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Decoding UTF-16 to ASCII

by dbrock (Sexton)
on Feb 02, 2005 at 21:36 UTC ( #427443=perlquestion: print w/ replies, xml ) Need Help??
dbrock has asked for the wisdom of the Perl Monks concerning the following question:

Hello...
I am trying to convert a XML file encoded in utf-16... I am trying to strip the XML file into a flat ascii text file... I am trying to do this by using regex...
$file = "c:\\temp\\1.xml"; $out = "c:\\temp\\output.txt"; open (FH, $file)or die "Cannot Open $file :$!"; open(OUT, ">$out")or die "Cannot Open $out :$!"; while(<FH>) { s/^.*(<.*>)//g; s/(?<=\w) (?=\w)//g; s/\n\n/\n/g; s/ / /g; print OUT $_; } close FH; close OUT;

I have successfuly striped out all of the XML tags... However the double spacing and double line returns are still in the output...
--------Example of the output TEXT--------- = = = = = = = = = = = = = = = = = = = = = = = = = = = = = = = = = = = + = = = = = = = = = = = = = = = = = = = = = = = = = = = = = = = = = = += J o b s e r v e r : S E R V E R N A M E J o b n a m e : S E R V E R N A M E - I n c J o b s t a r t e d : M o n d a y , D e c e m b e r 2 7 , 2 + 0 0 4 a t 2 : 5 3 : 3 8 P M J o b t y p e : B a c k u p J o b L o g : B E X 0 0 1 6 4 . x m l = = = = = = = = = = = = = = = = = = = = = = = = = = = = = = = = = = = + = = = = = = = = = = = = = = = = = = = = = = = = = = = = = = = = = = += D r i v e a n d m e d i a i n f o r m a t i o n f r o m m e + d i a m o u n t : R o b o t i c L i b r a r y N a m e : C O M P A Q 1 D r i v e N a m e : C O M P A Q 1 S l o t : 1 M e d i a L a b e l : D S W 0 0 0 M e d i a G U I D : { 4 3 1 B 0 3 D E - 1 C 4 9 - 1 1 D 4 - B 2 1 + C - 0 0 5 0 8 B C A 3 A 6 8 } O v e r w r i t e P r o t e c t e d U n t i l : 1 / 3 0 / 2 0 0 + 5 3 : 1 4 : 4 1 A M A p p e n d a b l e U n t i l : 1 2 / 3 1 / 9 9 9 9 1 2 : 0 0 : + 0 0 A M T a r g e t e d M e d i a S e t N a m e : D a i l y = = = = = = = = = = = = = = = = = = = = = = = = = = = = = = = = = = = + = = = = = = = = = = = = = = = = = = = = = = = = = = = = = = = = = = += J o b O p e r a t i o n - B a c k u p M e d i a o p e r a t i o n - a p p e n d . H a r d w a r e c o m p r e s s i o n e n a b l e d . = = = = = = = = = = = = = = = = = = = = = = = = = = = = = = = = = = = + = = = = = = = = = = = = = = = = = = = = = = = = = = = = = = = = = = += ----------------------End output Example----------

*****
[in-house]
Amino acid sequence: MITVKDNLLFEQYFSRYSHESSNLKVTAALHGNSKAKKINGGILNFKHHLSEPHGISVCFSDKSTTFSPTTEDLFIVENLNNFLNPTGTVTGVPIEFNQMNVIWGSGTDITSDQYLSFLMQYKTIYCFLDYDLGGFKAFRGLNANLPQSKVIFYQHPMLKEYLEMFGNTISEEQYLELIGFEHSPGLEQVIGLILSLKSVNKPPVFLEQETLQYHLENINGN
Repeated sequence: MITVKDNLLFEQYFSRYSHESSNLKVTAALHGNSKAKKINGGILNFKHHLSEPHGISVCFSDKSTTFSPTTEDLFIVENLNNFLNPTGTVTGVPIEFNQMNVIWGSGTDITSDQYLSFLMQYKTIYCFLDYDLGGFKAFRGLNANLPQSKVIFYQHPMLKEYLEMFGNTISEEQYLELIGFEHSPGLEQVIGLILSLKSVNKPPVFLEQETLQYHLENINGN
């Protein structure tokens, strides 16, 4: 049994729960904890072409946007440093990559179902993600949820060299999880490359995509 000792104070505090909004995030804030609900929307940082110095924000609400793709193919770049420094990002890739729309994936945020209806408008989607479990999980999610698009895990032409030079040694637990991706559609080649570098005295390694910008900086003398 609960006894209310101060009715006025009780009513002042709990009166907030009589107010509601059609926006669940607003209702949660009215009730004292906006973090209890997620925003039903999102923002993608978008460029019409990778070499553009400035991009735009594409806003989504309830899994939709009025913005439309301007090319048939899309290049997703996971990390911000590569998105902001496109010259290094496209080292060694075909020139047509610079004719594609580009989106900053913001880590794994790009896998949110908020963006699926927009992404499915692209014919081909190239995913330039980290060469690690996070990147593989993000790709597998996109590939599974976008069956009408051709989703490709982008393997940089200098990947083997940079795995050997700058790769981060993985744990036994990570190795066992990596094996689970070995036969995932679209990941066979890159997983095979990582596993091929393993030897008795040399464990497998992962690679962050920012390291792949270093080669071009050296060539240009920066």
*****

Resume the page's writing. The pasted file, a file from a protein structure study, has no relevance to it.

If any one could tell me what I'm failing to do correctly I would be able to continue my script upgrade...
Thank you
DBrock...

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Re: Decoding UTF-16 to ASCII
by fauria (Deacon) on Feb 02, 2005 at 22:13 UTC
    Using a CPAN module for parsing XML is a good idea.

    XML::Simple is really simple to use. Just:
    use XML::Simple; use Data::Dumper; my $xml_hashref = XMLin($file); print Dumper $xml_hashref; #Just to see how it is structured

    Then, you can iterate over the hasref, and translate one space into no-space, and two spaces into one:

    $xml_hashref->{tag1}->{nested_tag}{value} =~ s/\s//gs


    This node describes how to iterate hashrefs.
Re: Decoding UTF-16 to ASCII
by Anonymous Monk on Feb 03, 2005 at 10:25 UTC
    simple translator: